Cat World > Cat Health > Pyrethrin & Pyrethroid Poisoning in Cats

Pyrethrin & Pyrethroid Poisoning in Cats

What is pyrethrin/pyrethroid  what are they used for?

Pyrethrin is a natural extract of the African chrysanthemum flower. There are six individual chemicals pyrethrin I and II, cinevin I and II, and jasmolin I and II, collectively known as pyrethrins.

Pyrethrins break down quickly in the environment, especially when exposed to natural sunlight.  They are approved for use on both dogs and cats and can be found in many shampoos, sprays, dusts, dips, spot-on flea and tick products and household insecticides.

Pyrethroids are manufactured chemicals which are similar to pyrethrins but are more toxic to insects and mammals. They also last longer in the environment. While pyrethrins are safe to use in cats, in the correct dosage, pyrethroids are not safe due to the low tolerance cats have towards them. The active ingredient of pyrethroids is permethrin.

Both pyrethrins and pyrethroids  kill insects by severely disrupting nerve function.

How do cats become poisoned?

Poisoning is usually the result of application of a  spot-on product containing pyrethrin or pyrethroid being used.

Pyrethrin poisoning usually occurs when the cat is given a dose greater than the recommended amount.

Pyrethroid poisoning happens when the cat is inappropriately treated with a product labelled for dogs. The problem is even worse if the cat licks the product off, ingesting it along the way.

Another possible risk is if a flea/tick product containing pyrethroid is applied to a dog, who then comes into close contact with a cat.

What are the effects of pyrethrin and pyrethroid poisoning in cats?

  • Excessive salivation
  • Ear flicking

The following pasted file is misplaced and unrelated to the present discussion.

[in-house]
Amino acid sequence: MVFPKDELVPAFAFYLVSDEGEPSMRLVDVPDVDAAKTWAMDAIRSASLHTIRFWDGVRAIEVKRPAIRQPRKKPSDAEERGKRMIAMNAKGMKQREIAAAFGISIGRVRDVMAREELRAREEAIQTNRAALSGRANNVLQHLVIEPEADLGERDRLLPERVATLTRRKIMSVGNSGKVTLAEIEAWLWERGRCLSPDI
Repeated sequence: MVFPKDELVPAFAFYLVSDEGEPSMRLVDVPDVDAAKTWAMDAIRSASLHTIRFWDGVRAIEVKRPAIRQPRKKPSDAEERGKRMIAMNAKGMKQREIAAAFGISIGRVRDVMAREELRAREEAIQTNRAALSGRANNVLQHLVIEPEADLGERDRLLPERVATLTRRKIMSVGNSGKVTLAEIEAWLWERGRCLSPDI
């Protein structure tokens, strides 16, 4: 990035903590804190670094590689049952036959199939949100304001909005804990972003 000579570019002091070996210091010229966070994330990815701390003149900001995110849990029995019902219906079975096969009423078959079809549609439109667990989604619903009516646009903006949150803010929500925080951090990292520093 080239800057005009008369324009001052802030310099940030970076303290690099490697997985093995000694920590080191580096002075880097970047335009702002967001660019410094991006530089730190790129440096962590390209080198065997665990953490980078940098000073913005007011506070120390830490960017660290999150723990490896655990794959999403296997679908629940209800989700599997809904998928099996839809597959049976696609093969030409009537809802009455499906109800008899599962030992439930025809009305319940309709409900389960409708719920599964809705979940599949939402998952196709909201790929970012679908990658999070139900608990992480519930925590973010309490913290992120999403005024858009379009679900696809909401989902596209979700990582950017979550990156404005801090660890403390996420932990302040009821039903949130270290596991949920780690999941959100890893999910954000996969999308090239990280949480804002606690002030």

• Ataxia (loss of coordination)
  • Depression
  • Lethargy
  • Muscle tremors
  • Seizures (can cause brain damage if prolonged)
  • Hyperthermia
  • Death

How is pyrethrin/pyrethroid poisoning diagnosed?

Diagnosis is made on a physical examination of the cat and a history of recent exposure to insecticides.

How is pyrethrin/pyrethroid poisoning treated?

Treatment will depend on the severity of signs and is aimed at controlling seizures and tremors and supportive care.

Diazepam (valium) and Methocarbamol to control seizures or tremors.

Gas anaesthesia may be necessary for refractory seizures.

Once the cat has been stabilised it can be bathed it in lukewarm water, with detergent to wash off the residual insecticide.

Intravenous fluids to maintain hydration.

How can pyrethrin/pyrethroid poisoning be avoided?

  • Avoiding products containing pyrethrins or pyrethroids.
  • Reading labels on packaging thoroughly.
  • Follow the manufacturers instructions to the letter. Never give more than the dosage stated on the packet.
  • NEVER use a flea or tick product for dogs on a cat.
  • Avoid using over the counter flea or tick products. Veterinarian prescribed flea treatments are generally more effective and safer to use on pets.
  • Speak to your veterinarian and follow his/her recommendations for flea and tick medications.
  • Carefully monitor your cat after giving any flea/tick medications.
  • Do not use any flea/tick products on young, pregnant, lactating, old or sick cats without veterinary advise.
  • If your cat displays any symptoms of poisoning, seek veterinary attention immediately.

Also see:

Poisoning in cats